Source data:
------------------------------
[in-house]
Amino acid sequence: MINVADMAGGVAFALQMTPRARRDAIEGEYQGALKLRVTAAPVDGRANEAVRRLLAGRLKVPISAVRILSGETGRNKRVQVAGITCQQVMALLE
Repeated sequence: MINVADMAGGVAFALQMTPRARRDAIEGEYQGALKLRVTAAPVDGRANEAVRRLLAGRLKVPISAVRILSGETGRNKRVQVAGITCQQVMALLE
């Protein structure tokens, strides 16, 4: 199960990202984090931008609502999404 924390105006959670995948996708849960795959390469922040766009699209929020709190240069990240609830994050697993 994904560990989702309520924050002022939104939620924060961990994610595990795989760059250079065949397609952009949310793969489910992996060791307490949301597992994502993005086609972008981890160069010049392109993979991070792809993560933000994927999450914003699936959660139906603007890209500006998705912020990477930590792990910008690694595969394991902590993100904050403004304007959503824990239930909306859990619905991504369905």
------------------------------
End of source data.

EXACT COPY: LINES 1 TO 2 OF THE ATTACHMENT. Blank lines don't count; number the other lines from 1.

[in-house]
Amino acid sequence: MINVADMAGGVAFALQMTPRARRDAIEGEYQGALKLRVTAAPVDGRANEAVRRLLAGRLKVPISAVRILSGETGRNKRVQVAGITCQQVMALLE